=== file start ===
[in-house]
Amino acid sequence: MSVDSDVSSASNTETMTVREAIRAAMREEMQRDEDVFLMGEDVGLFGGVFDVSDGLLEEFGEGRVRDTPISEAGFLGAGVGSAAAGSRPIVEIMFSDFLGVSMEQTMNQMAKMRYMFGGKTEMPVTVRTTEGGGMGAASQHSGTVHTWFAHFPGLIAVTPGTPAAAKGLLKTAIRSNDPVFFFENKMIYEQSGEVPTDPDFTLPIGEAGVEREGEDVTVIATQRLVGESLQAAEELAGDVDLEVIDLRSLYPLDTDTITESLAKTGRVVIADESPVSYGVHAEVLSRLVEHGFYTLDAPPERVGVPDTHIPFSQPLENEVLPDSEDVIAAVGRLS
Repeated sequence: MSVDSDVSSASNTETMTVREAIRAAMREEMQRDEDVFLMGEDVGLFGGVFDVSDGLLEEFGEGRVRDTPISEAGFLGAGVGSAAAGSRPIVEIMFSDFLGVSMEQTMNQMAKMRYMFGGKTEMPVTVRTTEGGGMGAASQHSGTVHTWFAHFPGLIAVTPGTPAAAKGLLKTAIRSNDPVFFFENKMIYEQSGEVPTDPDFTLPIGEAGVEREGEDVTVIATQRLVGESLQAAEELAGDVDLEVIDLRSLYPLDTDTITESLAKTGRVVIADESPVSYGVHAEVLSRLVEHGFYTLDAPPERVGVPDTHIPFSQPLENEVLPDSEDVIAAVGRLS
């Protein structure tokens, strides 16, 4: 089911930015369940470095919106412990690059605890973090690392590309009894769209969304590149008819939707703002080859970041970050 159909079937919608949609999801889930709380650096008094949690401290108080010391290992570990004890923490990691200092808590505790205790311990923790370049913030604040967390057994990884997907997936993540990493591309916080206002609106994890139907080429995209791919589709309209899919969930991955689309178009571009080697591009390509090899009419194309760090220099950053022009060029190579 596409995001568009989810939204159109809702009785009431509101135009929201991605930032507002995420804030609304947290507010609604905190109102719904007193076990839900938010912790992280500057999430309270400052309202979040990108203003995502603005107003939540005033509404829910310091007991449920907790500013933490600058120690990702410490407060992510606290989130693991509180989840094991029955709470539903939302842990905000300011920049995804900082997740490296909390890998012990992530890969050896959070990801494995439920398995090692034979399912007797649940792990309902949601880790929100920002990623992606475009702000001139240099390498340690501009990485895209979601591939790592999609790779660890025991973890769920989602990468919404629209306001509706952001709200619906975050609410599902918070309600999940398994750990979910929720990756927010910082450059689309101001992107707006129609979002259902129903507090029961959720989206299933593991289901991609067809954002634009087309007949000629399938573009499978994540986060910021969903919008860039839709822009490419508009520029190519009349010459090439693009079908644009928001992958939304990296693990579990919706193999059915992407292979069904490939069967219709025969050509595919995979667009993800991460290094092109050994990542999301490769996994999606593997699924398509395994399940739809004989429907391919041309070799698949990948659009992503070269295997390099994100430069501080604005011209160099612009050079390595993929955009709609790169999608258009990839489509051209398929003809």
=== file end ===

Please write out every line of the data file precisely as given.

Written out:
[in-house]
Amino acid sequence: MSVDSDVSSASNTETMTVREAIRAAMREEMQRDEDVFLMGEDVGLFGGVFDVSDGLLEEFGEGRVRDTPISEAGFLGAGVGSAAAGSRPIVEIMFSDFLGVSMEQTMNQMAKMRYMFGGKTEMPVTVRTTEGGGMGAASQHSGTVHTWFAHFPGLIAVTPGTPAAAKGLLKTAIRSNDPVFFFENKMIYEQSGEVPTDPDFTLPIGEAGVEREGEDVTVIATQRLVGESLQAAEELAGDVDLEVIDLRSLYPLDTDTITESLAKTGRVVIADESPVSYGVHAEVLSRLVEHGFYTLDAPPERVGVPDTHIPFSQPLENEVLPDSEDVIAAVGRLS
Repeated sequence: MSVDSDVSSASNTETMTVREAIRAAMREEMQRDEDVFLMGEDVGLFGGVFDVSDGLLEEFGEGRVRDTPISEAGFLGAGVGSAAAGSRPIVEIMFSDFLGVSMEQTMNQMAKMRYMFGGKTEMPVTVRTTEGGGMGAASQHSGTVHTWFAHFPGLIAVTPGTPAAAKGLLKTAIRSNDPVFFFENKMIYEQSGEVPTDPDFTLPIGEAGVEREGEDVTVIATQRLVGESLQAAEELAGDVDLEVIDLRSLYPLDTDTITESLAKTGRVVIADESPVSYGVHAEVLSRLVEHGFYTLDAPPERVGVPDTHIPFSQPLENEVLPDSEDVIAAVGRLS
């Protein structure tokens, strides 16, 4: 089911930015369940470095919106412990690059605890973090690392590309009894769209969304590149008819939707703002080859970041970050 159909079937919608949609999801889930709380650096008094949690401290108080010391290992570990004890923490990691200092808590505790205790311990923790370049913030604040967390057994990884997907997936993540990493591309916080206002609106994890139907080429995209791919589709309209899919969930991955689309178009571009080697591009390509090899009419194309760090220099950053022009060029190579 596409995001568009989810939204159109809702009785009431509101135009929201991605930032507002995420804030609304947290507010609604905190109102719904007193076990839900938010912790992280500057999430309270400052309202979040990108203003995502603005107003939540005033509404829910310091007991449920907790500013933490600058120690990702410490407060992510606290989130693991509180989840094991029955709470539903939302842990905000300011920049995804900082997740490296909390890998012990992530890969050896959070990801494995439920398995090692034979399912007797649940792990309902949601880790929100920002990623992606475009702000001139240099390498340690501009990485895209979601591939790592999609790779660890025991973890769920989602990468919404629209306001509706952001709200619906975050609410599902918070309600999940398994750990979910929720990756927010910082450059689309101001992107707006129609979002259902129903507090029961959720989206299933593991289901991609067809954002634009087309007949000629399938573009499978994540986060910021969903919008860039839709822009490419508009520029190519009349010459090439693009079908644009928001992958939304990296693990579990919706193999059915992407292979069904490939069967219709025969050509595919995979667009993800991460290094092109050994990542999301490769996994999606593997699924398509395994399940739809004989429907391919041309070799698949990948659009992503070269295997390099994100430069501080604005011209160099612009050079390595993929955009709609790169999608258009990839489509051209398929003809």